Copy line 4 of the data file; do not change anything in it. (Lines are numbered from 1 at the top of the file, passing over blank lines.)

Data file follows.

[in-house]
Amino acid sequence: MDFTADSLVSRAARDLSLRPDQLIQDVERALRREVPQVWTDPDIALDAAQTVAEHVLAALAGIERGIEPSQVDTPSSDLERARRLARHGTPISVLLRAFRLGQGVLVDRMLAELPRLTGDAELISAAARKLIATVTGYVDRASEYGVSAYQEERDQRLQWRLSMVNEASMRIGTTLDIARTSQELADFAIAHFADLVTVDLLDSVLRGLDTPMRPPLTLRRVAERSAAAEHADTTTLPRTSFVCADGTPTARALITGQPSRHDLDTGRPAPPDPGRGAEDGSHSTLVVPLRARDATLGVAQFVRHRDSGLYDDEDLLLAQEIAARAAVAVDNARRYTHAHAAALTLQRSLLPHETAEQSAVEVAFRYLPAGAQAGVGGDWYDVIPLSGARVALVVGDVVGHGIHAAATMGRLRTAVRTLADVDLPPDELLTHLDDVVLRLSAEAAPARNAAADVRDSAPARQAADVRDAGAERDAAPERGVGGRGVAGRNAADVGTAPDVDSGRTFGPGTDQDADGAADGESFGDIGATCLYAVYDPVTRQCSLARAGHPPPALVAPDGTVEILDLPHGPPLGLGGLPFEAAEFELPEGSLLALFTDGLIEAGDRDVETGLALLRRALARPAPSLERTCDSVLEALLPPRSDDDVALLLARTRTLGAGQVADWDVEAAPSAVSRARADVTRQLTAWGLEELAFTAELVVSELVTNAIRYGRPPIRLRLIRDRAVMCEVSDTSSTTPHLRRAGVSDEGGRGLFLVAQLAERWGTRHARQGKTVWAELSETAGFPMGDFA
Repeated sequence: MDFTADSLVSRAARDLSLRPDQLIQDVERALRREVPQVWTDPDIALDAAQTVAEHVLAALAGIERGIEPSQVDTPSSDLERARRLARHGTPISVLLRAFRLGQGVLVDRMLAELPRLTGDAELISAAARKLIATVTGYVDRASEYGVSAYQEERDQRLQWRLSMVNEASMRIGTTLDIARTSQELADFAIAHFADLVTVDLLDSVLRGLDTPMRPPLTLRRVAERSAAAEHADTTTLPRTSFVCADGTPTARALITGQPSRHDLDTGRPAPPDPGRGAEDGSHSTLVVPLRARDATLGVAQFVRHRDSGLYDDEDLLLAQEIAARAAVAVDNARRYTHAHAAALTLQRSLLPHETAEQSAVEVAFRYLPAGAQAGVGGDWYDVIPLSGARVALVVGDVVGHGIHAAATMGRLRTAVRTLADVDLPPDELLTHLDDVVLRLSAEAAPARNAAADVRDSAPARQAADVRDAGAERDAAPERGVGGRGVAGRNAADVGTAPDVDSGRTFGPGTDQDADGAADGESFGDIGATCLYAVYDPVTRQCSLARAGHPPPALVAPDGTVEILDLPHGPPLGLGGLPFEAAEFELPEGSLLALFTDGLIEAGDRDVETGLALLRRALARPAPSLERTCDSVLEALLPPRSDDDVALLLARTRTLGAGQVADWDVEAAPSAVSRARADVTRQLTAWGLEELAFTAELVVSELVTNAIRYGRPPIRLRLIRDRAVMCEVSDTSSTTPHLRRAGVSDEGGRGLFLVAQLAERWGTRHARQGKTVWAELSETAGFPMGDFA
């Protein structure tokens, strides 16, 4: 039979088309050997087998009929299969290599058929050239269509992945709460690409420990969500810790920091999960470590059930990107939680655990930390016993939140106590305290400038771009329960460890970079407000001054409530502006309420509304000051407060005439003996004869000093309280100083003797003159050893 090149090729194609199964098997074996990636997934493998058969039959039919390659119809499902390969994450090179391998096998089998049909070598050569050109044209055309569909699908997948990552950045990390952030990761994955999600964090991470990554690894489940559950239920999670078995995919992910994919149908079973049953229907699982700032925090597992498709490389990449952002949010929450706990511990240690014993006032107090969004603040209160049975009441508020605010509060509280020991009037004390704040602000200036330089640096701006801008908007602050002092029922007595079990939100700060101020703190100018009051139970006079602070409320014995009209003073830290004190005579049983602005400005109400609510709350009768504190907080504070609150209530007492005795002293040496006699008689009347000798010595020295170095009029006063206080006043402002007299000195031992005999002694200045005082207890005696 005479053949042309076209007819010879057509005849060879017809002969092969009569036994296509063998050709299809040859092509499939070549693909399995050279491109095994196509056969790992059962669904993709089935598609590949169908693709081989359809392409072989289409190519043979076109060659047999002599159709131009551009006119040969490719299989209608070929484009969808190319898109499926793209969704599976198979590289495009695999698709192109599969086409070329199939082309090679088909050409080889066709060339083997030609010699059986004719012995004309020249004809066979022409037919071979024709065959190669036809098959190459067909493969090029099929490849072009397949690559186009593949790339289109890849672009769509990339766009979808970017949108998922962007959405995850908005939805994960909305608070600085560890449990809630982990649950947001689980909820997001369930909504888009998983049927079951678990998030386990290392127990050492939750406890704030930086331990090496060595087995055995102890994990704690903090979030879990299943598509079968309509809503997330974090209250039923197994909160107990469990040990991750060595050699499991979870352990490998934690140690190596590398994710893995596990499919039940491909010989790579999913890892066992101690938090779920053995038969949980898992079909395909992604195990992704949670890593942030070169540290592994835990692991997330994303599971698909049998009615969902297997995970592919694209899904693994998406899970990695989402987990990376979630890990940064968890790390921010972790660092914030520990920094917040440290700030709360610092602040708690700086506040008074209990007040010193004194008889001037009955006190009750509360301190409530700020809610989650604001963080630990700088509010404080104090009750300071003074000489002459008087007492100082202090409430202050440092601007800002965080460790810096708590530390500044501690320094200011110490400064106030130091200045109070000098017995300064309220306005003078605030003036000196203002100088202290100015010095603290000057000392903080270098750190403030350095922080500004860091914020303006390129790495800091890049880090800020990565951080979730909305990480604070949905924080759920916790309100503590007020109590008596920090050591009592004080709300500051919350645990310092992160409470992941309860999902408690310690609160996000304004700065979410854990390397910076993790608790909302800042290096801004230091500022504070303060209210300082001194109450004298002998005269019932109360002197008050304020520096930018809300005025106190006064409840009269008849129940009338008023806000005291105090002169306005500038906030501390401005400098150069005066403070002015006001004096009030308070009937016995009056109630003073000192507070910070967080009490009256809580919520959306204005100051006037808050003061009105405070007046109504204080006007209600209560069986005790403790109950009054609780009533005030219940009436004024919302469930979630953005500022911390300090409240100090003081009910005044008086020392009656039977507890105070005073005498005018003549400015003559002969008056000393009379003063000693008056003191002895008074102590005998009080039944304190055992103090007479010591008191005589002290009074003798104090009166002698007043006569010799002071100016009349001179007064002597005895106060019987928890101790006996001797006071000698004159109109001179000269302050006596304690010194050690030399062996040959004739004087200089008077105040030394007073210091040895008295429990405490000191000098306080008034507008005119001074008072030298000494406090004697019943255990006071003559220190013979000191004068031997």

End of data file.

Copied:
């Protein structure tokens, strides 16, 4: 039979088309050997087998009929299969290599058929050239269509992945709460690409420990969500810790920091999960470590059930990107939680655990930390016993939140106590305290400038771009329960460890970079407000001054409530502006309420509304000051407060005439003996004869000093309280100083003797003159050893 090149090729194609199964098997074996990636997934493998058969039959039919390659119809499902390969994450090179391998096998089998049909070598050569050109044209055309569909699908997948990552950045990390952030990761994955999600964090991470990554690894489940559950239920999670078995995919992910994919149908079973049953229907699982700032925090597992498709490389990449952002949010929450706990511990240690014993006032107090969004603040209160049975009441508020605010509060509280020991009037004390704040602000200036330089640096701006801008908007602050002092029922007595079990939100700060101020703190100018009051139970006079602070409320014995009209003073830290004190005579049983602005400005109400609510709350009768504190907080504070609150209530007492005795002293040496006699008689009347000798010595020295170095009029006063206080006043402002007299000195031992005999002694200045005082207890005696 005479053949042309076209007819010879057509005849060879017809002969092969009569036994296509063998050709299809040859092509499939070549693909399995050279491109095994196509056969790992059962669904993709089935598609590949169908693709081989359809392409072989289409190519043979076109060659047999002599159709131009551009006119040969490719299989209608070929484009969808190319898109499926793209969704599976198979590289495009695999698709192109599969086409070329199939082309090679088909050409080889066709060339083997030609010699059986004719012995004309020249004809066979022409037919071979024709065959190669036809098959190459067909493969090029099929490849072009397949690559186009593949790339289109890849672009769509990339766009979808970017949108998922962007959405995850908005939805994960909305608070600085560890449990809630982990649950947001689980909820997001369930909504888009998983049927079951678990998030386990290392127990050492939750406890704030930086331990090496060595087995055995102890994990704690903090979030879990299943598509079968309509809503997330974090209250039923197994909160107990469990040990991750060595050699499991979870352990490998934690140690190596590398994710893995596990499919039940491909010989790579999913890892066992101690938090779920053995038969949980898992079909395909992604195990992704949670890593942030070169540290592994835990692991997330994303599971698909049998009615969902297997995970592919694209899904693994998406899970990695989402987990990376979630890990940064968890790390921010972790660092914030520990920094917040440290700030709360610092602040708690700086506040008074209990007040010193004194008889001037009955006190009750509360301190409530700020809610989650604001963080630990700088509010404080104090009750300071003074000489002459008087007492100082202090409430202050440092601007800002965080460790810096708590530390500044501690320094200011110490400064106030130091200045109070000098017995300064309220306005003078605030003036000196203002100088202290100015010095603290000057000392903080270098750190403030350095922080500004860091914020303006390129790495800091890049880090800020990565951080979730909305990480604070949905924080759920916790309100503590007020109590008596920090050591009592004080709300500051919350645990310092992160409470992941309860999902408690310690609160996000304004700065979410854990390397910076993790608790909302800042290096801004230091500022504070303060209210300082001194109450004298002998005269019932109360002197008050304020520096930018809300005025106190006064409840009269008849129940009338008023806000005291105090002169306005500038906030501390401005400098150069005066403070002015006001004096009030308070009937016995009056109630003073000192507070910070967080009490009256809580919520959306204005100051006037808050003061009105405070007046109504204080006007209600209560069986005790403790109950009054609780009533005030219940009436004024919302469930979630953005500022911390300090409240100090003081009910005044008086020392009656039977507890105070005073005498005018003549400015003559002969008056000393009379003063000693008056003191002895008074102590005998009080039944304190055992103090007479010591008191005589002290009074003798104090009166002698007043006569010799002071100016009349001179007064002597005895106060019987928890101790006996001797006071000698004159109109001179000269302050006596304690010194050690030399062996040959004739004087200089008077105040030394007073210091040895008295429990405490000191000098306080008034507008005119001074008072030298000494406090004697019943255990006071003559220190013979000191004068031997």